The client(s) 102-108 may convey network-based services requests to the content distribution network 100 via network connections, such as a large-scale network 120, which, in some embodiments, can be the Internet. In various embodiments, network connections may encompass any suitable combination of networking hardware and protocols necessary to establish network-based communications between clients 102-108 and the content distribution network 100. For example, a network connection may generally encompass the various telecommunications networks and service providers that collectively implement the Internet. A network connection may also include private networks such as local area networks (LANs) or wide area networks (WANs) as well as public or private wireless networks. For example, both a client 102-108 and the content distribution network 100 may be respectively provisioned within enterprises having their own internal networks. In such embodiments, the network connection may include the hardware (e.g., modems, routers, switches, load balancers, proxy servers, etc.) and software (e.g., protocol stacks, accounting software, firewall/security software, etc.) necessary to establish a networking link between the client 102-108 and the Internet as well as between the Internet and the content distribution network 100. In some embodiments, client(s) 102-108 may communicate with the content distribution network 100 using a private network rather than the public Internet.

In the illustrated embodiment, clients 102-108 may request electronic content from a merchant that owns the content located on the origin servers 182 of the origin server site 180. The merchant might also own and/or operate the origin servers 182 of the origin server site 180. Examples of electronic content may include but are not limited to electronic representations of movies, music, and television programming. In one example, the merchant may sell or rent electronic content to clients through a commerce interface, such as a web portal configured to offer an electronic catalog of items as well as logic for accepting payment for items of such catalog.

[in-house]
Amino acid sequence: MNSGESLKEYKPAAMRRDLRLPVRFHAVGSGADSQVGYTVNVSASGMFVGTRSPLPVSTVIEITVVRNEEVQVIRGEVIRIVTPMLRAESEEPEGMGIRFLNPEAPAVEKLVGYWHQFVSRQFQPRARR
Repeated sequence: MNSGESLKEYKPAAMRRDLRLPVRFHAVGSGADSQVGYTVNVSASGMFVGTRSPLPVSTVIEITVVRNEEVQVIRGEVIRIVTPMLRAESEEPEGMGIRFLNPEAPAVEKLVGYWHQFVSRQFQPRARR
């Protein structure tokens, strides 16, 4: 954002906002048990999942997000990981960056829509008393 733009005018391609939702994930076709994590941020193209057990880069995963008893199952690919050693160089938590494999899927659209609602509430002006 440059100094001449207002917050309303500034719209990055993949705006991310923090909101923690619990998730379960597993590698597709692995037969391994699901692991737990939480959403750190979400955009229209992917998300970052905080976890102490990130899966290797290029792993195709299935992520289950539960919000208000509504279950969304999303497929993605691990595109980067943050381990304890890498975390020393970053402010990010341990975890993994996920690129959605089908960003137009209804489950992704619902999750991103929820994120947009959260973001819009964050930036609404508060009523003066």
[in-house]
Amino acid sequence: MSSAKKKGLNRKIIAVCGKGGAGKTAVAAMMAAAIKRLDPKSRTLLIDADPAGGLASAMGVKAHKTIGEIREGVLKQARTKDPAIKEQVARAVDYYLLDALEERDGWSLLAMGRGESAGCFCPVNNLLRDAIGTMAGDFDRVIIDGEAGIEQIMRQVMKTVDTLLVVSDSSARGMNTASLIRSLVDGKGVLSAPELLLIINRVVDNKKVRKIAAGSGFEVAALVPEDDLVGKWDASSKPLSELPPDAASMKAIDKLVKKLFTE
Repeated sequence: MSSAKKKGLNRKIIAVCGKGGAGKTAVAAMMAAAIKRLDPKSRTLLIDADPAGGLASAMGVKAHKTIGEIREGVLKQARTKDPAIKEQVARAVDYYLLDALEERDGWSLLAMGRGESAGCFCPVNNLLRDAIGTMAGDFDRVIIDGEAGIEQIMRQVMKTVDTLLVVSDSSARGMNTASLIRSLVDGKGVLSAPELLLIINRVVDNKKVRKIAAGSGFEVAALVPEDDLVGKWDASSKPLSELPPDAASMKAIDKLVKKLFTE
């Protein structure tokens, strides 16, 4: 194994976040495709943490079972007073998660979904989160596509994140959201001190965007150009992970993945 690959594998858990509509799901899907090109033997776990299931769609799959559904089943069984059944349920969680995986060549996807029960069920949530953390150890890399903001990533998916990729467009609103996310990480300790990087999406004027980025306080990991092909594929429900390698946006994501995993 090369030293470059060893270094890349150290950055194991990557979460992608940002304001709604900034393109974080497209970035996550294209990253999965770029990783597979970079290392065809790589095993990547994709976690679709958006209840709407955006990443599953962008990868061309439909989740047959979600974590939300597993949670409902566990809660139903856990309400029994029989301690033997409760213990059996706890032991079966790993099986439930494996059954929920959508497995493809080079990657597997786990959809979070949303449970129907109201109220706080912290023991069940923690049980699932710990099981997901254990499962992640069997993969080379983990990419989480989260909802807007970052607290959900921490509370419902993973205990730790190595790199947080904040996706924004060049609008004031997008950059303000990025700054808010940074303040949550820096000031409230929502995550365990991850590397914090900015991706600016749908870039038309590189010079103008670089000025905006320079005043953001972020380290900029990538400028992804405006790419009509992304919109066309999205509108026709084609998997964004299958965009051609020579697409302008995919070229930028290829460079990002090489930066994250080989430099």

In a separate communication that is not shown, a client 102-108 can communicate with a merchant system to carry out transactions for electronic content. Merchant system(s) may include systems configured to implement such a commerce interface. Clients 102-108 may carry out transactions for electronic content with merchant system over one or more networks 120 that are configured to transport electronic representations of data or information. In various embodiments, the merchant system(s) may rely on the content distribution network 100 for the actual delivery of content to client systems 102-108. For instance, content distribution network 100 may store electronic content that the merchant offers for sale to clients. The content sources may charge the merchant a fee for delivery of such content to the clients.

Clients 102-108 may be implemented by one or more computers or electronic devices configured to receive (e.g., download) and playback electronic content from the content distribution network 100. In various embodiments, clients 102-108 may al so include reporting logic configured to report quality metrics associated with content sources to merchant systems. For instance, when a given client system 102-108 is engaged in a streaming content session with the content distribution network 100, the client system may record quality metrics associated with that session and send such metrics to merchant system(s). In various embodiments, different clients of clients 102-108 may perform similar reporting actions. Merchant systems may store the metrics for multiple sessions within data store and use such metrics to generate rankings of content sources. A given ranking may rank content sources based on an expected measure of quality for a content stream between one of the content sources and one of the clients. In various embodiments, the merchant system(s) may generate a given ranking such that the cost of content delivery (e.g., the cost that content sources charge the merchant for delivering content to the clients) influences the rank of content sources.